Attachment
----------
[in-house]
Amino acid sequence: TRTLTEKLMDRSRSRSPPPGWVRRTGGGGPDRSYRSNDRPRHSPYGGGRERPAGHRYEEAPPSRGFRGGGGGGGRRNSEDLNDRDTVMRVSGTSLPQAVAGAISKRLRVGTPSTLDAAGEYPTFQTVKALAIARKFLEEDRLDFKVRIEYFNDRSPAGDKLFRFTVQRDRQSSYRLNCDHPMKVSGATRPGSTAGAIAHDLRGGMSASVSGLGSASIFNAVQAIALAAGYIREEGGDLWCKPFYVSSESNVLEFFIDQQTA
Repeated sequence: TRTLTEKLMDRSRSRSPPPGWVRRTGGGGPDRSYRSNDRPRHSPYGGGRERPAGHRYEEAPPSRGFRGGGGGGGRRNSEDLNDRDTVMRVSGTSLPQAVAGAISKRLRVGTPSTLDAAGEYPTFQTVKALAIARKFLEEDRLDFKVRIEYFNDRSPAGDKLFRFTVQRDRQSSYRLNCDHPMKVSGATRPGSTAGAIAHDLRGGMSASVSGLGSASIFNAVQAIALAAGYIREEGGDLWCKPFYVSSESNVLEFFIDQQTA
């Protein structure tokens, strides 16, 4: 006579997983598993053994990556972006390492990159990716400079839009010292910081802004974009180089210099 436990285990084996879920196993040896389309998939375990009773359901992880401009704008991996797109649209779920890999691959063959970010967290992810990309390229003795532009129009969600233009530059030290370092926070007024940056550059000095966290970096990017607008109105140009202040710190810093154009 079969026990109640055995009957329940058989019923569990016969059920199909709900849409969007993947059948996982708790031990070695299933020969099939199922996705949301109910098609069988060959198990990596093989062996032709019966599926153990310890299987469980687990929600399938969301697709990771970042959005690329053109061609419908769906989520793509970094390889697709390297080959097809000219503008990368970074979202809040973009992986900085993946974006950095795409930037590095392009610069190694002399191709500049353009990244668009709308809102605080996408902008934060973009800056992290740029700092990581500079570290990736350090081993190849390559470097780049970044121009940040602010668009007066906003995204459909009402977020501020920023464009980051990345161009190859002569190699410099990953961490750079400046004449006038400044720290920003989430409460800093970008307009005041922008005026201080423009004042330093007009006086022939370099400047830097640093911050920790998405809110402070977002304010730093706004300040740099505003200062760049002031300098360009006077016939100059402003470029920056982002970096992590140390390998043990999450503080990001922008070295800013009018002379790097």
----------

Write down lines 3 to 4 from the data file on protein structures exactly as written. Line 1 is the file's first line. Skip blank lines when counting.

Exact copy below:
Repeated sequence: TRTLTEKLMDRSRSRSPPPGWVRRTGGGGPDRSYRSNDRPRHSPYGGGRERPAGHRYEEAPPSRGFRGGGGGGGRRNSEDLNDRDTVMRVSGTSLPQAVAGAISKRLRVGTPSTLDAAGEYPTFQTVKALAIARKFLEEDRLDFKVRIEYFNDRSPAGDKLFRFTVQRDRQSSYRLNCDHPMKVSGATRPGSTAGAIAHDLRGGMSASVSGLGSASIFNAVQAIALAAGYIREEGGDLWCKPFYVSSESNVLEFFIDQQTA
């Protein structure tokens, strides 16, 4: 006579997983598993053994990556972006390492990159990716400079839009010292910081802004974009180089210099 436990285990084996879920196993040896389309998939375990009773359901992880401009704008991996797109649209779920890999691959063959970010967290992810990309390229003795532009129009969600233009530059030290370092926070007024940056550059000095966290970096990017607008109105140009202040710190810093154009 079969026990109640055995009957329940058989019923569990016969059920199909709900849409969007993947059948996982708790031990070695299933020969099939199922996705949301109910098609069988060959198990990596093989062996032709019966599926153990310890299987469980687990929600399938969301697709990771970042959005690329053109061609419908769906989520793509970094390889697709390297080959097809000219503008990368970074979202809040973009992986900085993946974006950095795409930037590095392009610069190694002399191709500049353009990244668009709308809102605080996408902008934060973009800056992290740029700092990581500079570290990736350090081993190849390559470097780049970044121009940040602010668009007066906003995204459909009402977020501020920023464009980051990345161009190859002569190699410099990953961490750079400046004449006038400044720290920003989430409460800093970008307009005041922008005026201080423009004042330093007009006086022939370099400047830097640093911050920790998405809110402070977002304010730093706004300040740099505003200062760049002031300098360009006077016939100059402003470029920056982002970096992590140390390998043990999450503080990001922008070295800013009018002379790097």